27. An emphasis has been placed in recent years by both civil society and the Government on the need to strengthen the fight against discrimination and racism. In 2003, the Government adopted an Action Plan to promote equal treatment and diversity and combat racism18, and a document outlining the Government’s vision and strategies for improved integration. These action plans include a number of important initiatives in such vital areas as the access to education and employment, language training and the interaction between ethnic minorities and the majority population. I also welcome the focus given to gender equality in the integration efforts. Whilst the Action Plan stresses the need to promote an open and inclusive society and to promote a better understanding of different values and cultural traditions, a number of human rights organisations felt that the integration efforts occasionally blurred the distinction between assimilation and integration. Indeed, greater emphasis could be given to the positive aspects of the preservation of minority cultures.

    28. Anti-discrimination legislation was strengthened with the adoption in June 2003 of an Act on Equal Treatment Irrespective of Ethnic Origin, which contains a prohibition against direct and indirect discrimination on the grounds of race or ethnic origin and a prohibition against harassment and instructions to discriminate. The act contains provisions concerning the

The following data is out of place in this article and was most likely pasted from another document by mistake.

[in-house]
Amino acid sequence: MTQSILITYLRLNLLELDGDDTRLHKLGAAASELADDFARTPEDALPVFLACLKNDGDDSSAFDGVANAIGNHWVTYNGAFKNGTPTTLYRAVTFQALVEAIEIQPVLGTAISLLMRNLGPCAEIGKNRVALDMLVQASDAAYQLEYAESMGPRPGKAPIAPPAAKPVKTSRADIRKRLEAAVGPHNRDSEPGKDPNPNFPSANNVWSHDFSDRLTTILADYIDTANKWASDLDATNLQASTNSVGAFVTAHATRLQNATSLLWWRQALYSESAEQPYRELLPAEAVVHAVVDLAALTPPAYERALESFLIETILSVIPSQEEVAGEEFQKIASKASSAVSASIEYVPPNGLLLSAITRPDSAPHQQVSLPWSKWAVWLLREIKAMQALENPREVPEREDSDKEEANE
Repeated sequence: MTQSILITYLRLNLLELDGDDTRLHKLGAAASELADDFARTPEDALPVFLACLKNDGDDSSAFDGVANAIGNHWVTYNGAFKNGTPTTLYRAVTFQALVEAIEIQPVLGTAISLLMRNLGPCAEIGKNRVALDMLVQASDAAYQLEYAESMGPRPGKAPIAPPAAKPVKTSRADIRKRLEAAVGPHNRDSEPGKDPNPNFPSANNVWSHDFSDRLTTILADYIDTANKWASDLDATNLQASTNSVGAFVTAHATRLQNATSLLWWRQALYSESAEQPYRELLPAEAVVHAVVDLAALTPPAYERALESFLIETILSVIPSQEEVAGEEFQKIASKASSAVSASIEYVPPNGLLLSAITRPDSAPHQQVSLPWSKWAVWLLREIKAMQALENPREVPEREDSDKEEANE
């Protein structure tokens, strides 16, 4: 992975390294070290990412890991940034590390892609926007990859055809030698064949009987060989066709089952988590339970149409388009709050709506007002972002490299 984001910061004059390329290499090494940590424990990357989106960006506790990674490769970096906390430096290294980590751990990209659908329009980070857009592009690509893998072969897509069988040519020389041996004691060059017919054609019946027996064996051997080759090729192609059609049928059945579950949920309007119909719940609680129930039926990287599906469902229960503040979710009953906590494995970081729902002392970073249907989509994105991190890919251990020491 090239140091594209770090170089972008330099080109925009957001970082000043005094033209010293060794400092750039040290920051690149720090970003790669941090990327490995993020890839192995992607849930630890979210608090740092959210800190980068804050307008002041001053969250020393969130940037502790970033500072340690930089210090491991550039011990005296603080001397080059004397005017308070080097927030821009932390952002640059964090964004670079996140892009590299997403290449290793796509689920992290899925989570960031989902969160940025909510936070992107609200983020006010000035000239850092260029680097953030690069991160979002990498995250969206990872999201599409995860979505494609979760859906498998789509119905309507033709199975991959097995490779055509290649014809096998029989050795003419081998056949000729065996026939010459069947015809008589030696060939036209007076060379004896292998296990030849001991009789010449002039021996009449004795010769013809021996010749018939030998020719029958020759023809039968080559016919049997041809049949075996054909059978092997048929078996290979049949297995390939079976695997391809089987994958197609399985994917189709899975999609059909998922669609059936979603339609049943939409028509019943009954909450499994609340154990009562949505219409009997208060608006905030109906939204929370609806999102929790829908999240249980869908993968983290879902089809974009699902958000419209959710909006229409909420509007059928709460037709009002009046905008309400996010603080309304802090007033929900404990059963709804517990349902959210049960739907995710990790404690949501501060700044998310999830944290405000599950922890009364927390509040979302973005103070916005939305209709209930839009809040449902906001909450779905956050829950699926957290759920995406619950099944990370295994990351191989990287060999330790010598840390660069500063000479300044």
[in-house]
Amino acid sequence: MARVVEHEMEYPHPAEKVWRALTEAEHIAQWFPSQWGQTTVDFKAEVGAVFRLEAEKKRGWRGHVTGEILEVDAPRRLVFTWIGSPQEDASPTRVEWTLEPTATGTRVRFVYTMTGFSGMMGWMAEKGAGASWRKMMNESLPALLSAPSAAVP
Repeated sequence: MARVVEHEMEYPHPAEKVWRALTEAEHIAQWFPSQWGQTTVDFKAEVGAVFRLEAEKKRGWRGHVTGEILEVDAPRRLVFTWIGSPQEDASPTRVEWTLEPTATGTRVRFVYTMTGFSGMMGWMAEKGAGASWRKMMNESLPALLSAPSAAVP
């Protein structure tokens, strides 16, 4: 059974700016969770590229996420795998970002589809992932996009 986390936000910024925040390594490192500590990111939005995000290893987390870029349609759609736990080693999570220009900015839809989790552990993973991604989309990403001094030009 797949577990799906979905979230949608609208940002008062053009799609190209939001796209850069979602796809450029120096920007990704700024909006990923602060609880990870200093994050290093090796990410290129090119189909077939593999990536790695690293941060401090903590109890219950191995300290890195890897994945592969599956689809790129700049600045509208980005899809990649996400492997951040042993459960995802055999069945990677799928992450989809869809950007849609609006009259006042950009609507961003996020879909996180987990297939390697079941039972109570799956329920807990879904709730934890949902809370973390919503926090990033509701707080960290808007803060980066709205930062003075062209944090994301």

shared burden of proof and a prohibition against reprisals. Violations of this law, which covers situations outside the labour market, are punishable by a claim for compensation for non-pecuniary damages. Employment cases are covered by a separate Act on the Prohibition of Differential Treatment in the Labour Market.

    29. The Danish Institute for Human Rights was entrusted with the task of considering complaints of differential treatment based on racial or ethnic origin. The Institute can render its opinion as to whether individual acts complained about constitute a violation, and can recommend that free legal aid be granted for judicial proceedings. The Institute cannot itself order any sanctions or other remedies.

    30. The Integration Act requires each municipality to establish an integration council if more than 50 persons express a request in writing. They may also establish councils on their own initiative. Each integration council nominates a member to the Danish Represntantskabet for Ethnic Minorities, which in turn appoints 14 members of the Council of Ethnic Minorities. The Council of Ethnic Minorities’ main task is to advise to the Minister for Integration, Immigration and Refugees on issues relating to refugees and immigrants. Whilst I welcome the creation and important work of this structure, the Representatives of the Council noted that the funds available are insufficient for it to carry out effectively all the activities within its mandate. In the light of my discussions with the Council’s chairman and the positive views expressed by related NGOs, I can only encourage that greater attention and resources be given be paid to this useful institution.